In 2011, Publish What You Fund’s chief executive, Rupert Simons, was working in Ethiopia on a program to get better seeds to farmers. His program was one of several run by different government agencies, NGOs and donors. Despite great effort, the results were disappointing. It took several years to fully understand why – the seeds from government farms had been contaminated by inter-breeding.
“If everyone had shared their results up front, we might have identified the problem sooner, saved millions of dollars and helped farmers grow more at the same time,” he said.
The lack of open data remains a persistent problem for those working to tackle world hunger.
At present the sort of data needed to make effective decisions is not available. We know that in 2014 roughly $8.3 billion of official development assistance (ODA) was disbursed for agricultural-related development, however, we cannot accurately say where it was spent, who benefited, or how many projects met their goals. Whilst there are over 35,000 different agriculture-related activities recorded on the open data International Aid Transparency Initiative (IATI) Registry, only a small number provide the locations of activities and even fewer provide some form of data on the outcome. As a consequence, development actors across the globe are forced to rely on slow, arduous methods for compiling information for a potential project.
“We have to be detectives,” said one aid worker, “it is very difficult from this distance.”
Through our consultations, the Open Ag Funding Initiative found that a range donors, NGOs and foundations want to understand what others are funding, where, with whom, and to what effect; detailed posts on their specific needs can be found here.
While there were some differences – for example foundations are more able to fill the data void with research consultants – on the whole there was a clear consensus. Access to this data will help prevent duplication, uncover funding gaps, reduce the research burden for planning a new project and significantly improve how donors target their aid.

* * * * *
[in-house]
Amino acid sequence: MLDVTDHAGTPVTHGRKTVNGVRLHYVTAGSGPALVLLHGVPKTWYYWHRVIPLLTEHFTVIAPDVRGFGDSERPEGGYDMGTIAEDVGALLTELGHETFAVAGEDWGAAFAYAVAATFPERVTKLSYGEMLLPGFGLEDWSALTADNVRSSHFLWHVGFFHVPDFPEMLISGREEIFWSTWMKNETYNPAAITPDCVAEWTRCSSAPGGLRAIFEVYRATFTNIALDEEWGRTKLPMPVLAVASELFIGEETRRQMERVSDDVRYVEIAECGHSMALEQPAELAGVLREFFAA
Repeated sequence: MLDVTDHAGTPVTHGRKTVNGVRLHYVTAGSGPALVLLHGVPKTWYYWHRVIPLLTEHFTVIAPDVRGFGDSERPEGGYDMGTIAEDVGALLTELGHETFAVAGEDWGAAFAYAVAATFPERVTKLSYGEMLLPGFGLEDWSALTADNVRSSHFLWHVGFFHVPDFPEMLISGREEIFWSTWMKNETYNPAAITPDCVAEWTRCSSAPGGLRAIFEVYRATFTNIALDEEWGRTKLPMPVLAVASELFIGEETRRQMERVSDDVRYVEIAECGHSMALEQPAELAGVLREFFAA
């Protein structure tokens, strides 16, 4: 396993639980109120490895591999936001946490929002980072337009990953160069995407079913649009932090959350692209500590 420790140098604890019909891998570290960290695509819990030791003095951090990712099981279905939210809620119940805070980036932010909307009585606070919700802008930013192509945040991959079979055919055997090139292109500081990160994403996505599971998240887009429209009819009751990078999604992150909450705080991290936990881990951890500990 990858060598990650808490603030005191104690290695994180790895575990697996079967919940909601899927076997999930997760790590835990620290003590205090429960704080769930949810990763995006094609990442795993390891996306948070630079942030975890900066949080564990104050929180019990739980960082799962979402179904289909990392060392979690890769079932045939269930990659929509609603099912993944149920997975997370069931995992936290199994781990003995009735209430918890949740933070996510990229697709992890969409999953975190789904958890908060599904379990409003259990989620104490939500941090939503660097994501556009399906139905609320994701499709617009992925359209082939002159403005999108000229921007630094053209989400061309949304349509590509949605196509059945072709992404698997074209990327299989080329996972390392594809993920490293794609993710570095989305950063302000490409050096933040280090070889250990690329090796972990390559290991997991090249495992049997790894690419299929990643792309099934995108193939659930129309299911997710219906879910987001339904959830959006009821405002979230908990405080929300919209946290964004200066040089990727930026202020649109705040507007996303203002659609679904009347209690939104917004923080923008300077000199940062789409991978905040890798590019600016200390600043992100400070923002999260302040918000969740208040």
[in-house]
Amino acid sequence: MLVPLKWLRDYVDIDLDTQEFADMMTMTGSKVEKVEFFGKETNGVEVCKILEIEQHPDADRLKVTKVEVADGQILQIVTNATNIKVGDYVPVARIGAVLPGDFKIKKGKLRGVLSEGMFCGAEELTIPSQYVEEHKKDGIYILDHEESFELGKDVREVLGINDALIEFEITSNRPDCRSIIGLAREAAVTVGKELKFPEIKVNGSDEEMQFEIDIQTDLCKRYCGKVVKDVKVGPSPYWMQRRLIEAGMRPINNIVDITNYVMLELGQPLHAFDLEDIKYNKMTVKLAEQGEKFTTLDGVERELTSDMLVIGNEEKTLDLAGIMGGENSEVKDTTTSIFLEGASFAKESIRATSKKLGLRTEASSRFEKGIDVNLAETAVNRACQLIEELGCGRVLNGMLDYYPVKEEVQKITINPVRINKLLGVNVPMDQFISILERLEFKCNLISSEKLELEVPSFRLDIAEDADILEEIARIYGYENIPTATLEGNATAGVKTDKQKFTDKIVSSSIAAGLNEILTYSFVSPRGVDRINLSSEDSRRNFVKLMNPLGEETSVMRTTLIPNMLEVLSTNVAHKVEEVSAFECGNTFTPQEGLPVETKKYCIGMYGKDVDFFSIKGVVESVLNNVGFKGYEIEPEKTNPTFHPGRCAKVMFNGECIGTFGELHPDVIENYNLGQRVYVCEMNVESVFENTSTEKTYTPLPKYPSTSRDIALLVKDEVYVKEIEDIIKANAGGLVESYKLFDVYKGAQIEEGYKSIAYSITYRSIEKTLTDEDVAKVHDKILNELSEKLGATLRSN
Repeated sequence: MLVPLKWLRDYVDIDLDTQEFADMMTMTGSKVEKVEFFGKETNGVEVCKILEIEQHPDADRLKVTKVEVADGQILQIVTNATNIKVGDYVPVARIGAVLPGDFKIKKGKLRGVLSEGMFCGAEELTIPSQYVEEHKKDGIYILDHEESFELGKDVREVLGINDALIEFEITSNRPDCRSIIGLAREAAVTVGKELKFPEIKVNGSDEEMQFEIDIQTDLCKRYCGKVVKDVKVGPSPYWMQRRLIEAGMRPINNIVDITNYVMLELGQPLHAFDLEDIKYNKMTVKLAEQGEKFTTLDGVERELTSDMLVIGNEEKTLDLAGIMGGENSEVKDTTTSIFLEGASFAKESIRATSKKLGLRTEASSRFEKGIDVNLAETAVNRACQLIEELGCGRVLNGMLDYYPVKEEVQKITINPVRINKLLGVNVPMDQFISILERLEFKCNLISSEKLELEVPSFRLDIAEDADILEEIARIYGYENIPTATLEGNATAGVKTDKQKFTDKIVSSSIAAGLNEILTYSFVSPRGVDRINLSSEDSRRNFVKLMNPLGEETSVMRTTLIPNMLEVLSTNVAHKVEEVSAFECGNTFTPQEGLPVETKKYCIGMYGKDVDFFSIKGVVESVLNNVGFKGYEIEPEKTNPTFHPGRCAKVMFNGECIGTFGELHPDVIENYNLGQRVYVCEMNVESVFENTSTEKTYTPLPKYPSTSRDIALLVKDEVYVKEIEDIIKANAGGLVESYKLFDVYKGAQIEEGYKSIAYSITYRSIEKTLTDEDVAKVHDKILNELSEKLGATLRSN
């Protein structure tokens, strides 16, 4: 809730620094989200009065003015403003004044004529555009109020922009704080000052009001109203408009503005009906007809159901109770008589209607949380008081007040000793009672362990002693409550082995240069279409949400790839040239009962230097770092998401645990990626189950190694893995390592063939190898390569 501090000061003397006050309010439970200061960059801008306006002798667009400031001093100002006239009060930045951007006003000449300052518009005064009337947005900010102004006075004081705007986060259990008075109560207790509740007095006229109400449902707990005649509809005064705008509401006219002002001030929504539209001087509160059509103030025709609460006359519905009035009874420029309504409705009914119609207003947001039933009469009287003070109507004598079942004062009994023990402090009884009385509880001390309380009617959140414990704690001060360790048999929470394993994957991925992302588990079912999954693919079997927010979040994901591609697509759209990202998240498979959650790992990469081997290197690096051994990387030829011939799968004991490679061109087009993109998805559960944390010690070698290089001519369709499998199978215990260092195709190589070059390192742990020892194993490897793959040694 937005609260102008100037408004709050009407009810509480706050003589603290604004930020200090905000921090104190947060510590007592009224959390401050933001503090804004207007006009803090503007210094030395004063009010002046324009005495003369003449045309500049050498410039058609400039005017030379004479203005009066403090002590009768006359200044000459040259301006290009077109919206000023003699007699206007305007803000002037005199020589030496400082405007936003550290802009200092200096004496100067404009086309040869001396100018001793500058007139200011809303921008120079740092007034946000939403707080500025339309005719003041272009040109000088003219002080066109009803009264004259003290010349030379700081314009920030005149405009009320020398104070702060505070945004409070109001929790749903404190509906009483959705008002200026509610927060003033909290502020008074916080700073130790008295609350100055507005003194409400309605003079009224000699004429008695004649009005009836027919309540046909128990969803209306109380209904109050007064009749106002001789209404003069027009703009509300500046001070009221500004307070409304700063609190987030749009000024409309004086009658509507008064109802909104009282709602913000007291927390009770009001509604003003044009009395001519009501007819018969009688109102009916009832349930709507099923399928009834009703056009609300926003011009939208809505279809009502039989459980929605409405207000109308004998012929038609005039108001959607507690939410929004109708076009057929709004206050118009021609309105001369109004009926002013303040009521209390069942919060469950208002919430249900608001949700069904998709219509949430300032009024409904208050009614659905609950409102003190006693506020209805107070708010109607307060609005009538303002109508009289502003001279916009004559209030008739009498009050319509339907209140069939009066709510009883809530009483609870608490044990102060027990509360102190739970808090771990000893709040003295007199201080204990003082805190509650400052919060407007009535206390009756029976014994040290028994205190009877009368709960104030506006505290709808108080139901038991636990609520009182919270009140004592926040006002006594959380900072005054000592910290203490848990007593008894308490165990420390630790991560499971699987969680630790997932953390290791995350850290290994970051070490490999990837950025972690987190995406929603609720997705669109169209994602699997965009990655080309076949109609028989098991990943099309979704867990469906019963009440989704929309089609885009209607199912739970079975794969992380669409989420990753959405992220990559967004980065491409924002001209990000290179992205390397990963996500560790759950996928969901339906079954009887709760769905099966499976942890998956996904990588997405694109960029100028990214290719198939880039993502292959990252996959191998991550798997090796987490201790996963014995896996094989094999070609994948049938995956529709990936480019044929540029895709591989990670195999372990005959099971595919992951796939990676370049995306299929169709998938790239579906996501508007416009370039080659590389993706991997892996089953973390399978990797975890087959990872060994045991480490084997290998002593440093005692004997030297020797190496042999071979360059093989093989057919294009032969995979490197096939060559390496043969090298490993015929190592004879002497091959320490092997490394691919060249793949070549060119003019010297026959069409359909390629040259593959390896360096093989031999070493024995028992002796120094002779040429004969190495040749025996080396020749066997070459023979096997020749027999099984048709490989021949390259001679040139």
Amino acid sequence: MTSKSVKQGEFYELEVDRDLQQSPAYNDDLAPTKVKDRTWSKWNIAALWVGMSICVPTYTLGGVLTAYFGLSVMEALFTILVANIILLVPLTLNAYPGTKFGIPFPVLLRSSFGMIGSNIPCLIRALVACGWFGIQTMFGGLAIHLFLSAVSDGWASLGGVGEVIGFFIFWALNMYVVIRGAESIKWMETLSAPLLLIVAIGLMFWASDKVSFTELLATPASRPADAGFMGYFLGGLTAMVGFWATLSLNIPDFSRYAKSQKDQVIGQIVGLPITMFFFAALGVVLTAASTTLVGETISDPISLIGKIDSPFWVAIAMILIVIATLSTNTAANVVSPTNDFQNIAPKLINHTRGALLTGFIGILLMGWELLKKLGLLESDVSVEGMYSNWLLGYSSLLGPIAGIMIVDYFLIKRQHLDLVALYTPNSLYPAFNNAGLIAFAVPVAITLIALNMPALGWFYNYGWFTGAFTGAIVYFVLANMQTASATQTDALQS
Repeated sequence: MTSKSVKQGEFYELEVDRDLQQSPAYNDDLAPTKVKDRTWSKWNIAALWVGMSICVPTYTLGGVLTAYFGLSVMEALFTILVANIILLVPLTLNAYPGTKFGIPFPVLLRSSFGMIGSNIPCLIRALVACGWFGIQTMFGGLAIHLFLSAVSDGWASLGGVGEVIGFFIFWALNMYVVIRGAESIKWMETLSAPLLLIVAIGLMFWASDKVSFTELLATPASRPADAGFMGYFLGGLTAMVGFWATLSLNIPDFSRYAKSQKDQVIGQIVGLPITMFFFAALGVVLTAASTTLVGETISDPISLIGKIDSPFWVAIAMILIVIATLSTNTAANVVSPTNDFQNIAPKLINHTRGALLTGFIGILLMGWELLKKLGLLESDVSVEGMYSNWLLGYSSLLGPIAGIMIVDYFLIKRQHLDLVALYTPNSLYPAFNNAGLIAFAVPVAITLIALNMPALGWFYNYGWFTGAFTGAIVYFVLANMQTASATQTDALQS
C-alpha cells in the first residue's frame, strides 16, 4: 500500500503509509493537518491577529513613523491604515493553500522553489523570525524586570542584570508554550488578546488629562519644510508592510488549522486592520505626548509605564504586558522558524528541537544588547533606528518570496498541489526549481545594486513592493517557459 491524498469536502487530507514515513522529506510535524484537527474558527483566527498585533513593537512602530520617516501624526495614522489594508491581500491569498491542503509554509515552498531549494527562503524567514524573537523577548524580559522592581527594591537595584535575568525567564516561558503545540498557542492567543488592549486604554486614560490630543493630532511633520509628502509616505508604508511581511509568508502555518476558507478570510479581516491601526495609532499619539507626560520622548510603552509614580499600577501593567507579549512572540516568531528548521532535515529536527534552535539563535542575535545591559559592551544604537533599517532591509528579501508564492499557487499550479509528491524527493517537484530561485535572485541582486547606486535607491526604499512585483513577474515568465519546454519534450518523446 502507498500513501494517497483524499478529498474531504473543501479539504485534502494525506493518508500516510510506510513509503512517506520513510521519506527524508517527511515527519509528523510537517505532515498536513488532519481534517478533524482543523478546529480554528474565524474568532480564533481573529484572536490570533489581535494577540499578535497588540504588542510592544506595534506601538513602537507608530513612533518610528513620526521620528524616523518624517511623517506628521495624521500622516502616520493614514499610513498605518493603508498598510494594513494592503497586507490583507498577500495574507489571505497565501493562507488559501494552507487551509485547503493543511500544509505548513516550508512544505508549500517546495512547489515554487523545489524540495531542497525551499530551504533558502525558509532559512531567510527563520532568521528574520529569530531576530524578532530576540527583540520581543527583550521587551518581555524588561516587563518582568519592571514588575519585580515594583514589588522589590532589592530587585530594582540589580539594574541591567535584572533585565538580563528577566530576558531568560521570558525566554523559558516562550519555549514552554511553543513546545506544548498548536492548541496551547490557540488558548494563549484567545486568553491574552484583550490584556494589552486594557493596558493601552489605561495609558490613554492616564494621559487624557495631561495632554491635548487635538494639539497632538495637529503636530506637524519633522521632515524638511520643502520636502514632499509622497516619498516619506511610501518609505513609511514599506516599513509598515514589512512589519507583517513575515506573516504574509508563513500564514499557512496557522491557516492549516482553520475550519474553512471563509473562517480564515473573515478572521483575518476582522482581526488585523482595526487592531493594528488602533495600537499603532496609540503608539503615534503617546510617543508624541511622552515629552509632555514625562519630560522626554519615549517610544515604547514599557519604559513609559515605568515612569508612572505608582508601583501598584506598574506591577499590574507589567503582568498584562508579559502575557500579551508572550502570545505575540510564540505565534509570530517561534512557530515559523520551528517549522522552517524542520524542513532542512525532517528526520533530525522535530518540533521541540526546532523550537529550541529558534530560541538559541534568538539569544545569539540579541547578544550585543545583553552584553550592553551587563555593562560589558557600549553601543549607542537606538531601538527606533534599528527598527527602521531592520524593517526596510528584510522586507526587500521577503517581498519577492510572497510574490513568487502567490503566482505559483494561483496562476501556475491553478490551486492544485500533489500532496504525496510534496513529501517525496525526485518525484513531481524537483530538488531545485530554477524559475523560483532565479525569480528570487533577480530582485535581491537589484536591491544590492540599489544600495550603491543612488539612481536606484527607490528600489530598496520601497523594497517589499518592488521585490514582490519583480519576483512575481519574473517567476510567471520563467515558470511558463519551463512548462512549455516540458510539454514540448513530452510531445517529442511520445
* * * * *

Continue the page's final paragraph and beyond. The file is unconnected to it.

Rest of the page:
“Understanding who donors are targeting, at what level and scope helps us to target the right number of the right population,” one NGO representative told us.
By improving access to open agricultural investment data, we encourage development actors to better collaborate, coordinate and complement. “If [we knew that] all the other organizations are working in maize, then we might work in soy or another crop to boost nutrition. We’ll look to see if we can create a complementary program to what others are doing,” said another aid representative.
Further, if development organisations are able to see project indicators and measurements of success with ‘results data’, they would be empowered to build on the concepts and ideas of their forerunners. Their present inability to do so simply inhibits shared-learning and dooms them to repeat each other’s mistakes.
This is just a snapshot of the agricultural investment data needs of donors and data-users. More information can be found in our synthesis report.
Open agricultural data is more than academic theory; it’s plausible and practical. Over 450 organizations are already publishing data to the IATI Standard, a shared machine-readable data format set up in 2008 in order to harmonise how donors publish data.
Despite much progress, however, more work needs to be done to improve the quality and comprehensiveness of available agricultural investment data. For it to have meaningful impact, the data must be timely, reliable and detailed. That is why the Open Ag Funding Initiative is working on a solid proposal of how to achieve this. We will not be covering ground already sown, but instead looking to improve the already existing process in a way which can reduce the burden for donors, help on-the-ground implementers and improve the lives of millions affected by food insecurity.
We want the development community to be involved. At the centre of our project is the need to ensure our future proposals are user-driven, build on existing frameworks and feasible for publishers to implement. For this reason, we invite all who are interested to join either our Community of Practice or Agricultural Funding Working Group.
To conclude with the words of John F. Kennedy, “neither money nor technical assistance can be our only weapon against poverty. In the end, the crucial effort is one of purpose: requiring the fuel of finance but also the torch of idealism.”
Image credit: Momo Mustafa